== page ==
• We have removed magazines, toys and books from the waiting room
  • We have removed pillows, magazines, tissue boxes from exam rooms;
  • We have installed contactless doors and garbage bins
  • We have removed extra chairs from examination rooms.
  • We have developed pick-up and drop-off protocols that eliminate people coming into the office:
  • When possible, pick-up and drop-off of mail occurs outside the clinic main door in the vestibule.
  • We have reduced the materials available for pick-up and drop-off to minimize non-vital in-person contacts.  Forms are faxed directly to those requesting or emailed to patients for distribution. Prescriptions and lab requisitions are faxed directly to pharmacies and laboratories.

Second level protection (engineering)

In developing our safety plan, we considered the following and documented the measures we are using to engineer physical distance in our practice:

  • We have installed plexi-glass barriers where workers can’t keep physically distant from patients at the front desk.
  • We have included barrier cleaning in our cleaning protocols.
  • We have installed the barriers so they don’t introduce other risks to workers
  • We have indicated increments of 2 meters in front of the front desk with stickers applied to the floor.
  • We have implemented a video and telephone booking system and are implementing an online appointment booking system.  Patients who are seen by video, check in online.
  • We have set up a dedicated examination room (Exam Room #3) with nearby PPE for patients with respiratory symptoms (for the rare instance that these patients are seen in the office).
  • We have inspected and repaired all infrastructure systems (i.e. HVAC, water system, electrical system).
  • We have increased the rate of air exchange/ventilation if possible; especially to fresh air if possible, avoiding recirculated air.

Third level protection (administrative)

In developing our safety plan, we considered the following and documented the rules and guidance we are using in our practice. We have identified rules and guidelines for how staff and team members should conduct themselves.  We have clearly communicated these rules and guidelines to staff and team members through a combination of training and signage.

  • We have scheduled staff so that only one MOA is interacting with patients on any given day.  In addition, we have scheduled physicians so that one out of the four physicians sees patients in person each week.  This way if one team member becomes infected, risk to other staff on the team is minimized.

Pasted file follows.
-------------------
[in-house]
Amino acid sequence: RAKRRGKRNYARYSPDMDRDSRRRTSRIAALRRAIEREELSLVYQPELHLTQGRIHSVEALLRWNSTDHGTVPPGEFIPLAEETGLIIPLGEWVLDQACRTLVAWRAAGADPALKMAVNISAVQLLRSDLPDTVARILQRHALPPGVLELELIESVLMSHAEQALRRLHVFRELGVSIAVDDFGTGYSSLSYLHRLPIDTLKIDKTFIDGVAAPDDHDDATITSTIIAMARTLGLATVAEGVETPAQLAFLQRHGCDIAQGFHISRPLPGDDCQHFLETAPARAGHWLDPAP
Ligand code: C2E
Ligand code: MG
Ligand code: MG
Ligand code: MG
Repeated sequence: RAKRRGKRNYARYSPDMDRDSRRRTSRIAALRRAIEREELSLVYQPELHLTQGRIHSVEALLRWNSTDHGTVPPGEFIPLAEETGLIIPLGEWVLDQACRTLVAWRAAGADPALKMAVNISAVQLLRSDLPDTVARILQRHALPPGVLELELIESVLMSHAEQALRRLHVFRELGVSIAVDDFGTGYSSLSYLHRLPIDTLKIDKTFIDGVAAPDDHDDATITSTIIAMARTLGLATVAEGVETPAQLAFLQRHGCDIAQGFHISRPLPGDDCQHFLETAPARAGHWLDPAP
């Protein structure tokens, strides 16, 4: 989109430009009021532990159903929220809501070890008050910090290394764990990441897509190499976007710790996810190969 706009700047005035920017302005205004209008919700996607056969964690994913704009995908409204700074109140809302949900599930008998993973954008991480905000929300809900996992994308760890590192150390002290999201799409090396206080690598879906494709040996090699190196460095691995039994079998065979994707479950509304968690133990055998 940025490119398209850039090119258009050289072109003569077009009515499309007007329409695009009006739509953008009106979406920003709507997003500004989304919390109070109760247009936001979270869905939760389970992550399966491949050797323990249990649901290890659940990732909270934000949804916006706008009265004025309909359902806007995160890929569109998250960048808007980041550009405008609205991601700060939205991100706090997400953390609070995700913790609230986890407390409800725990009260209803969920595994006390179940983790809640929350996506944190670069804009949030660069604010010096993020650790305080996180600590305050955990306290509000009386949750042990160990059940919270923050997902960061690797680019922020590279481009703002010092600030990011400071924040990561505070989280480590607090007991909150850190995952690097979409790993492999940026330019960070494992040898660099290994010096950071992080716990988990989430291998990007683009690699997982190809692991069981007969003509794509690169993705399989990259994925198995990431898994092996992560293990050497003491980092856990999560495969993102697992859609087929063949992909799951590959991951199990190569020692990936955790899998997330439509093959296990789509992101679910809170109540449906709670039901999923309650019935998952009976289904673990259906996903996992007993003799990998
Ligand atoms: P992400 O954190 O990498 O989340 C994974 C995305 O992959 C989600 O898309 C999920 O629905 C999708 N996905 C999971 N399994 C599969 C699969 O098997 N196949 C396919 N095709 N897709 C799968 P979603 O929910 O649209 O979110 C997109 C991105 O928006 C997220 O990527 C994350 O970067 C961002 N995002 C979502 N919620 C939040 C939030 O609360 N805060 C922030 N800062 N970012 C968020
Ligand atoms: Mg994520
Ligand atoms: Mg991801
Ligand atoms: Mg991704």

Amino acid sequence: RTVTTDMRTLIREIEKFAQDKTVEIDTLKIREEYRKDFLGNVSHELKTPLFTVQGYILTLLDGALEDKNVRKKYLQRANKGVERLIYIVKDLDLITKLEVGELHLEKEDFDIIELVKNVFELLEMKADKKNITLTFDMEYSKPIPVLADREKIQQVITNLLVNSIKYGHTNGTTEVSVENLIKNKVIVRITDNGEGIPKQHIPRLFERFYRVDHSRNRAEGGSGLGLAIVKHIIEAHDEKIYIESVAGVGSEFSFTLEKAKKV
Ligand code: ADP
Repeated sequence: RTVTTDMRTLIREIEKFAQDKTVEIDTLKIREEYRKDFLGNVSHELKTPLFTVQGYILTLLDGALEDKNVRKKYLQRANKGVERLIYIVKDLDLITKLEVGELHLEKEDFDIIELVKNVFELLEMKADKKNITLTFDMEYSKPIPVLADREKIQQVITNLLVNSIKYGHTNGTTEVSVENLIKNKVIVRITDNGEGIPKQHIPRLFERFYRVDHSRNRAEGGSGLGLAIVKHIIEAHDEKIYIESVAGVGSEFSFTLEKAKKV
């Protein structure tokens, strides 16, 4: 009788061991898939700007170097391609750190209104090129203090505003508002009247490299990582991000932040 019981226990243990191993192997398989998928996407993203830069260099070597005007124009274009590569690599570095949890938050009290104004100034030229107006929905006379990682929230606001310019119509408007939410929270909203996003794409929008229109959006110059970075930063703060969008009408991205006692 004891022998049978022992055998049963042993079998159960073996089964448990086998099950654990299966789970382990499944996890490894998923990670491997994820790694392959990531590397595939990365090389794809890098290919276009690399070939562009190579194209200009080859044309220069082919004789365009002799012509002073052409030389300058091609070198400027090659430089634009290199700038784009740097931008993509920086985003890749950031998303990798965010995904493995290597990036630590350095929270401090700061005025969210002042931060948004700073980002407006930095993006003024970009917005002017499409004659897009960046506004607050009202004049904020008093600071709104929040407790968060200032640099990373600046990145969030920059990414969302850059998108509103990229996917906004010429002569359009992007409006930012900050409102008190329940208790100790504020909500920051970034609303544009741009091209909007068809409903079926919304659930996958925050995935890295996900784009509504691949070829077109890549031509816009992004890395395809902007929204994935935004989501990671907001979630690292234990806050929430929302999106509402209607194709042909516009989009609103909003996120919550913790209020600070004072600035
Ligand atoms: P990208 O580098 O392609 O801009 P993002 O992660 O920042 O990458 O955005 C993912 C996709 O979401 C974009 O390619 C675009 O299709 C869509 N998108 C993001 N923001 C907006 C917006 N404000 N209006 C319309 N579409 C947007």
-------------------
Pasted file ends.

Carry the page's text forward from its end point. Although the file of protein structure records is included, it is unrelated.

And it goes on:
• If sick, physicians and staff must remain at home. They may continue to provide patient care via telephone or video if they are well enough to do so.
  • If sick, physicians and staff will notify Dr. Key who will keep track of sick days.  It will be recommended that all Physicians and staff who are sick will have COVID-19 testing performed at the Prince George Testing Site.  Physicians and staff must not return to work until they have a negative COVID swab AND they are well enough to work.
  • Staff will wear clothes dedicated for work, these clothes stay at work and are laundered in the office. Recommendations have been provided (see Appendix 1).
  • All staff and physicians will perform hand hygiene when entering the office, when leaving the office and before and after every patient encounter. The BCCDC Hand Hygiene poster is being used to educate physicians, staff and patients on appropriate hand washing.
  • All physicians and staff must don appropriate PPE when they cannot be 2m apart from a coworker or patient.
  • Appropriate PPE for providing direct care to asymptomatic patients includes: safety glasses, gloves and a mask.
  • Appropriate PPE for providing direct care to symptomatic patients includes: safety glasses, gloves, mask and a gown.
  • All staff will clean their hands frequently—as this is the best thing anyone can do to decrease the transmission of COVID-19.
  • We have prepared to cross-cover staff or team members who are ill or quarantined:
  • We have put up laminated signage in washrooms outlining appropriate hand washing protocols,
  • We have put up laminated signage at the entry to alert high-risk patients (i.e. respiratory symptoms, recent travelers) to notify staff immediately, don a mask and wash their hands.
  • If paper signage is used, we will date when it should be discarded (monthly).
  • If laminated signage is used we will wipe it down regularly.

Fourth level protection (PPE)

In developing our safety plan, we considered the following and documented the rules and guidance we are using in our practice: